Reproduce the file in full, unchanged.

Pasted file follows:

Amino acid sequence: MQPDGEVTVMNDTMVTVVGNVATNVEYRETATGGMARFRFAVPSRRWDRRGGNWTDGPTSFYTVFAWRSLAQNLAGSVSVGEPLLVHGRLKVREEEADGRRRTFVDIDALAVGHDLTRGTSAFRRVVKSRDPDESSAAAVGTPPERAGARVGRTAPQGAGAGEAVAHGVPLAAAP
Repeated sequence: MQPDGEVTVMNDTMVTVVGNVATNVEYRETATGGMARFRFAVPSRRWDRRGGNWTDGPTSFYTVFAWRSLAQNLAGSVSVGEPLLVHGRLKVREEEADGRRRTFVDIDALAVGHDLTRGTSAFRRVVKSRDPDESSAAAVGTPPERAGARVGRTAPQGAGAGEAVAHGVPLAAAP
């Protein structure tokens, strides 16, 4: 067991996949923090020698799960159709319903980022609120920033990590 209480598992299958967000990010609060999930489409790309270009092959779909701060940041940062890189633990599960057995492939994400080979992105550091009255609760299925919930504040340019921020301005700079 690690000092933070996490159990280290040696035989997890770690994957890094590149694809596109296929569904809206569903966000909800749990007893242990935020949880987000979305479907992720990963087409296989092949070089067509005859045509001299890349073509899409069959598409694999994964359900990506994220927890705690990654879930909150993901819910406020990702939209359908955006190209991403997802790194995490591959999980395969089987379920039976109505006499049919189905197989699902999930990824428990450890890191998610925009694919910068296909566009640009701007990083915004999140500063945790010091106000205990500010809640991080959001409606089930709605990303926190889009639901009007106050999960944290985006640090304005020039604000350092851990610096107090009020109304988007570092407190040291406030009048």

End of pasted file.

Amino acid sequence: MQPDGEVTVMNDTMVTVVGNVATNVEYRETATGGMARFRFAVPSRRWDRRGGNWTDGPTSFYTVFAWRSLAQNLAGSVSVGEPLLVHGRLKVREEEADGRRRTFVDIDALAVGHDLTRGTSAFRRVVKSRDPDESSAAAVGTPPERAGARVGRTAPQGAGAGEAVAHGVPLAAAP
Repeated sequence: MQPDGEVTVMNDTMVTVVGNVATNVEYRETATGGMARFRFAVPSRRWDRRGGNWTDGPTSFYTVFAWRSLAQNLAGSVSVGEPLLVHGRLKVREEEADGRRRTFVDIDALAVGHDLTRGTSAFRRVVKSRDPDESSAAAVGTPPERAGARVGRTAPQGAGAGEAVAHGVPLAAAP
């Protein structure tokens, strides 16, 4: 067991996949923090020698799960159709319903980022609120920033990590 209480598992299958967000990010609060999930489409790309270009092959779909701060940041940062890189633990599960057995492939994400080979992105550091009255609760299925919930504040340019921020301005700079 690690000092933070996490159990280290040696035989997890770690994957890094590149694809596109296929569904809206569903966000909800749990007893242990935020949880987000979305479907992720990963087409296989092949070089067509005859045509001299890349073509899409069959598409694999994964359900990506994220927890705690990654879930909150993901819910406020990702939209359908955006190209991403997802790194995490591959999980395969089987379920039976109505006499049919189905197989699902999930990824428990450890890191998610925009694919910068296909566009640009701007990083915004999140500063945790010091106000205990500010809640991080959001409606089930709605990303926190889009639901009007106050999960944290985006640090304005020039604000350092851990610096107090009020109304988007570092407190040291406030009048």